The best way to begin is to read the articles on RTL-SDR.COM and order their RTL-SDR V3 USB Dongle with Dipole Antenna Kit from Amazon for $35.00. Details on their website here, but they prefer US customers to order on Amazon.
You can use any modern computer with a USB port, but much of the open source SDR software is written for Linux. I recommend the use of a Raspberry Pi 4 with a 32GB SD card.
I want to use SDRs in the classroom since they are easy to use and adaptable to many different topics. In the process of developing my lesson plans, I was pleased to discover the lab exercises in Stanford University’s EE 179: Analog and Digital Communications Systems class use the RTL-SDR. While the course content is much more technical than necessary for my target students, the labs (minus the Mathlab parts) can be successful executed by almost anyone with basic computer skills: https://web.stanford.edu/class/ee179/Homework.html
However, if you are interested in understanding the inner workings of signal processing, modulation and encoding, check out the lecture notes: https://web.stanford.edu/class/ee179/Notes.html
Inexpensive radio astronomy kits are now available from NASA’s Radio JOVE Project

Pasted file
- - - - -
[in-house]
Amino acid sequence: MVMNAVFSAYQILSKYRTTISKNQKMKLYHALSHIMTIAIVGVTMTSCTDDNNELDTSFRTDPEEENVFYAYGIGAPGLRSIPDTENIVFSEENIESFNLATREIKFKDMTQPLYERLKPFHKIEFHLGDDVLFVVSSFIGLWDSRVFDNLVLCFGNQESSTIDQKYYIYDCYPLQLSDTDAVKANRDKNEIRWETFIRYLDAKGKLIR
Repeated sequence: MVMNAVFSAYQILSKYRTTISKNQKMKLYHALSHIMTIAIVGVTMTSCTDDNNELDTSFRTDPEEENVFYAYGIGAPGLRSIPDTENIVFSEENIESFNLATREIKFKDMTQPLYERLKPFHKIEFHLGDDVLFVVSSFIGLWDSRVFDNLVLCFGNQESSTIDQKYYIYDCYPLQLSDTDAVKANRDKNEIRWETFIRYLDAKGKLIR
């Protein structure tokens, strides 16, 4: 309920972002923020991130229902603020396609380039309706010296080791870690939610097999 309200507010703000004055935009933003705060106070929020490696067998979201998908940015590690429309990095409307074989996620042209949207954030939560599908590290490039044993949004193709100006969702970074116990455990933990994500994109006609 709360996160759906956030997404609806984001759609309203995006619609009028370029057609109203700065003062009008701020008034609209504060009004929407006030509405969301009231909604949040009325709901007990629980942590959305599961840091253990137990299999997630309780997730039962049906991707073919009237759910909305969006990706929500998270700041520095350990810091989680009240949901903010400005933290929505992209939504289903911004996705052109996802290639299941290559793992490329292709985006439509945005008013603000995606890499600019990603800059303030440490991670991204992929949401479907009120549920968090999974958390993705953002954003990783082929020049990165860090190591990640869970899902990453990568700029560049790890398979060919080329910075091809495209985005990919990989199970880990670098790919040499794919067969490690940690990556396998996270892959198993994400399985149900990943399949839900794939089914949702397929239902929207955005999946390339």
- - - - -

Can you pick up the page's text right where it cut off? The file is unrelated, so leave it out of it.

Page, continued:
M17 Project Seeking Contributors M17 is a new open source VHF digital radio protocol in development as an alternative to those currently available, with freedom in mind. Freedom in the code, protocol, voice codecs, and hardware. The goal is to provide a better option for digital radios in the future. The M17 Working Group is […]
SDR Makerspace is an initiative of the European Space Agency and the Libre Space Foundation to support the use of Software Defined Radios for space communications, opening up space communications development to a wide variety of people, organizations and companies. Videos from their recent three day conference are now available on YouTube at: https://www.youtube.com/watch?v=ntNa7j8v1JQ&list=PLCzrYL9QmZiSMltB0vP-u2s3Lx7TSlohn Also […]
If you ever wanted to identify a strange waveform seen on your SDR program, SIGIDWIKI.com is the place to go. It contains 100’s of example audio files and waterfall images, most recorded by popular SDRs. Artemis 3 is a front end application, sorting signals into categories you can browse. You can read more about it […]
I discovered the work of Matt Knight who created an open-source implementation of LoRa on GitHub. His research documentation includes a PowerPoint containing examples of LoRa RF waveforms and the best illustration of CHIRPs. Get the PowerPoint here. And a LoRa paper here.
Robert Lie Mobilefish.com has created a series of 53 video tutorials on YouTube explaining LoRa & LoRaWAN. Most are short (<6 minutes) and well indexed, so you can quickly find topics of interest. Many illustrations and demonstrations of LoRa signals on SDR displays. Highly recommended. Complete playlist at https://www.youtube.com/playlist?list=PLmL13yqb6OxdeOi97EvI8QeO8o-PqeQ0g He also published documentation and slides […]